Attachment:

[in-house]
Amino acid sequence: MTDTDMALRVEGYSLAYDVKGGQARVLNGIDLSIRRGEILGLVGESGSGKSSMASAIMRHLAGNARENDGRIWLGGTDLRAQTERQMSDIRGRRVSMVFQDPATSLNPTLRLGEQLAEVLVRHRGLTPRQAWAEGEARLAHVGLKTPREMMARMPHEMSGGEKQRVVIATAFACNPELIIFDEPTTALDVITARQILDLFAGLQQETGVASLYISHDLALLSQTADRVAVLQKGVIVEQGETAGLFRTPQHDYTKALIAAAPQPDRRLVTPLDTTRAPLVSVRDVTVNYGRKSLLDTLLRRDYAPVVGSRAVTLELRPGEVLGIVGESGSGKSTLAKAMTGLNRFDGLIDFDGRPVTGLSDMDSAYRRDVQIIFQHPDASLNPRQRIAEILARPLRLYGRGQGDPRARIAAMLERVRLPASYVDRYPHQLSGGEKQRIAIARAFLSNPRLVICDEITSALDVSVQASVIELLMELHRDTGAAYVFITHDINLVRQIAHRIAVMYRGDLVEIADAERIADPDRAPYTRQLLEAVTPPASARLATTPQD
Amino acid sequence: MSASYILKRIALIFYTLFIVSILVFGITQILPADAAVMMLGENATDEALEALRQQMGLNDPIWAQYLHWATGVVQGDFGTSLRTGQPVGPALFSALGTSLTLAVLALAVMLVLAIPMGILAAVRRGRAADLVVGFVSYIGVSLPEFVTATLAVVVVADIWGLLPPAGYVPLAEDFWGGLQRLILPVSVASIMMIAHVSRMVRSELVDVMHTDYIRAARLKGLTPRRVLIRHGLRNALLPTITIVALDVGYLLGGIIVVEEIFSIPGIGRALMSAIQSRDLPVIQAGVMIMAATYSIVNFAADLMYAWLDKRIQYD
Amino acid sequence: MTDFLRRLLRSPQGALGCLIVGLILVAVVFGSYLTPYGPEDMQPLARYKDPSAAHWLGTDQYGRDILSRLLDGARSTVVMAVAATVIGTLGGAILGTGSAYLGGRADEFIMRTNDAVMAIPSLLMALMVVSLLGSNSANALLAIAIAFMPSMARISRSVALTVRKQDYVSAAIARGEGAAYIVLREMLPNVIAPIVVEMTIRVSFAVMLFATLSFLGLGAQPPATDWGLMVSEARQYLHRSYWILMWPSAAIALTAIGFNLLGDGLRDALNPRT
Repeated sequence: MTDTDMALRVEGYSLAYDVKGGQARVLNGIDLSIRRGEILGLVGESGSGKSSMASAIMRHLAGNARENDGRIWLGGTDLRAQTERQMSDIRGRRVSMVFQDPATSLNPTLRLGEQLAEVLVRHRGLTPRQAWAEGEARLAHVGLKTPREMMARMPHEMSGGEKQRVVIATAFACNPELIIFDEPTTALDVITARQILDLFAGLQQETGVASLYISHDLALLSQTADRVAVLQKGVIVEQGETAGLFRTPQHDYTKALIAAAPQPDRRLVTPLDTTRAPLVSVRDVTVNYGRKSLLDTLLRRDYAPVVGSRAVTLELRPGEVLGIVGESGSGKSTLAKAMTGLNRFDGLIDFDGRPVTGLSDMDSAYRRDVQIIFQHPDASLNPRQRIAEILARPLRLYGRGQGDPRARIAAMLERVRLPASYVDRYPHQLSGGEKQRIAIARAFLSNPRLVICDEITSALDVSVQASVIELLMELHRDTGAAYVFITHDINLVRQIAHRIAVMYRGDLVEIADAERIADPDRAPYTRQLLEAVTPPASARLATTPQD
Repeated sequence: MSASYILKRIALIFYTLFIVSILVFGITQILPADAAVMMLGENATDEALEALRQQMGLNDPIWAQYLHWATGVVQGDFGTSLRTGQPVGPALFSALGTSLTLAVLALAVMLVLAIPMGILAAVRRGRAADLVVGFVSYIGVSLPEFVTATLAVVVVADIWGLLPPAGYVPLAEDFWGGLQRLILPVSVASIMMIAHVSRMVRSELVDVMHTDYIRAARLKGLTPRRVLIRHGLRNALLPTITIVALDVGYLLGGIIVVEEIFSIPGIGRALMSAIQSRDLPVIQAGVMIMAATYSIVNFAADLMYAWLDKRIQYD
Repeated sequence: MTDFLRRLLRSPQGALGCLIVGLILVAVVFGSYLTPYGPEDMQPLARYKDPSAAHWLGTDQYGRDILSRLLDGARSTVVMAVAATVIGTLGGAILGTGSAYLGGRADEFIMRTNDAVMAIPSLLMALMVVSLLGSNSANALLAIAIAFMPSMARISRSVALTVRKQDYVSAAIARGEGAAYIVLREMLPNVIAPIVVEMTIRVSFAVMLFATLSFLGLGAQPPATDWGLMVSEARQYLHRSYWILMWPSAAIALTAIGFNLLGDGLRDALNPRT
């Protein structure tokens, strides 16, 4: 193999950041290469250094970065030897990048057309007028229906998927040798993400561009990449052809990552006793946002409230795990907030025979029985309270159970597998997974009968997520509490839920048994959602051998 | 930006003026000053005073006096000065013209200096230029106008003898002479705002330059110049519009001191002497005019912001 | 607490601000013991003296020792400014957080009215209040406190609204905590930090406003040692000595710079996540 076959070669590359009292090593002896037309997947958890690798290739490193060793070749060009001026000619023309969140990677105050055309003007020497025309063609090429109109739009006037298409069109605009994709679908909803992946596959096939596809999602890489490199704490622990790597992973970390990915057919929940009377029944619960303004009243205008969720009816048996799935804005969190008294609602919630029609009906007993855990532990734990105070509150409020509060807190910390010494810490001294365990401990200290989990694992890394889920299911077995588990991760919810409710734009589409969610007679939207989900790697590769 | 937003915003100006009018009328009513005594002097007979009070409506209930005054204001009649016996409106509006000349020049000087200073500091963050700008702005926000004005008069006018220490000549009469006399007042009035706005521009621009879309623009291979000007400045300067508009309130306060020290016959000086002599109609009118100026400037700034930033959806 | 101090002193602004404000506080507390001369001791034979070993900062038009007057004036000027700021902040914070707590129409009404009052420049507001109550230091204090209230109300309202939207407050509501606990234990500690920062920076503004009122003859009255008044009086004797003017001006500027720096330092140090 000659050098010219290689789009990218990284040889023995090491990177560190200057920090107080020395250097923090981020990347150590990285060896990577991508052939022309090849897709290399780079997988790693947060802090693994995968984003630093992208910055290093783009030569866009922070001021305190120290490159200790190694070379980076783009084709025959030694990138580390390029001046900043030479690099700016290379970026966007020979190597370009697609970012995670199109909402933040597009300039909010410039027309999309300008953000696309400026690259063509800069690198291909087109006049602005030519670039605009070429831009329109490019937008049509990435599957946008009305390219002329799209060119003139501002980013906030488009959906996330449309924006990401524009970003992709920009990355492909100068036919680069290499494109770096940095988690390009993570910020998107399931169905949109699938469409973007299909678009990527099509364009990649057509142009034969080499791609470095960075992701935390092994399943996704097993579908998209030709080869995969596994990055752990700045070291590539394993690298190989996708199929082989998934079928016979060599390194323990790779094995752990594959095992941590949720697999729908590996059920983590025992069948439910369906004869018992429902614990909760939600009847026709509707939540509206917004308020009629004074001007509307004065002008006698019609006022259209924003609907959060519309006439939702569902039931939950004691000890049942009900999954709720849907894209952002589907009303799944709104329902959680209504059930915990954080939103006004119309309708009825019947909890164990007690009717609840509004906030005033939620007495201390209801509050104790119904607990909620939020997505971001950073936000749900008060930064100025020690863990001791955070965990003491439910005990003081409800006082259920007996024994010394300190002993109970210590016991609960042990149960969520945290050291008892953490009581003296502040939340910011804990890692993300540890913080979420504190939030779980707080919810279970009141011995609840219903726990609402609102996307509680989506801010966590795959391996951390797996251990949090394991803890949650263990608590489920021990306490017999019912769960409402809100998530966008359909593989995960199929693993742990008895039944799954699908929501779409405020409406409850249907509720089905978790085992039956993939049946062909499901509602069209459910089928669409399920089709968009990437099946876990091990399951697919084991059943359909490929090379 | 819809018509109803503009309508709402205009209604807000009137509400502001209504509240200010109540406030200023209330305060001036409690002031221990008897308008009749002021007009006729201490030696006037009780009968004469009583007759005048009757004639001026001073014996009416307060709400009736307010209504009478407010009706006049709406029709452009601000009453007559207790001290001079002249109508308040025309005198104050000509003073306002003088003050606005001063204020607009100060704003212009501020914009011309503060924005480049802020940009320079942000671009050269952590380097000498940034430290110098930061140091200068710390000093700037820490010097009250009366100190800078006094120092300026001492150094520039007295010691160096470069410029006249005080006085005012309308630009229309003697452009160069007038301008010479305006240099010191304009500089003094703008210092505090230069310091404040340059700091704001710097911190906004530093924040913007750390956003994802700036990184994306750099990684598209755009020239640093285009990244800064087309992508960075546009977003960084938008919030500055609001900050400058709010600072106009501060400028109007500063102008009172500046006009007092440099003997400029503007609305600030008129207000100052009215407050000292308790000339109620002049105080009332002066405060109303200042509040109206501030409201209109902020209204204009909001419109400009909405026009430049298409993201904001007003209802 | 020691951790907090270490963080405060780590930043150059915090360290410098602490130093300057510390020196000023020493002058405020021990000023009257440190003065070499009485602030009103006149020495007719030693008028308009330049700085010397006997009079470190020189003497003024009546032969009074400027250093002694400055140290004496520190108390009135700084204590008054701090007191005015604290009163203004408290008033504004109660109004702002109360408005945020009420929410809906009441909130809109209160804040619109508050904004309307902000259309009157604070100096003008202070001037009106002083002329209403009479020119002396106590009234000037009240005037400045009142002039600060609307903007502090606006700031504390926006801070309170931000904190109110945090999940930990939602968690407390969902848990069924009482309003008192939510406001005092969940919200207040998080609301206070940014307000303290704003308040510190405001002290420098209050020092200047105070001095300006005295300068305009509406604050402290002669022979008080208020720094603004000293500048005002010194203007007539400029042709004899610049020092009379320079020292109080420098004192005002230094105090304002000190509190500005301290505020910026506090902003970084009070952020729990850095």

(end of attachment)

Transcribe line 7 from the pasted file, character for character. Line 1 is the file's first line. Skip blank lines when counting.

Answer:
Repeated sequence: MTDFLRRLLRSPQGALGCLIVGLILVAVVFGSYLTPYGPEDMQPLARYKDPSAAHWLGTDQYGRDILSRLLDGARSTVVMAVAATVIGTLGGAILGTGSAYLGGRADEFIMRTNDAVMAIPSLLMALMVVSLLGSNSANALLAIAIAFMPSMARISRSVALTVRKQDYVSAAIARGEGAAYIVLREMLPNVIAPIVVEMTIRVSFAVMLFATLSFLGLGAQPPATDWGLMVSEARQYLHRSYWILMWPSAAIALTAIGFNLLGDGLRDALNPRT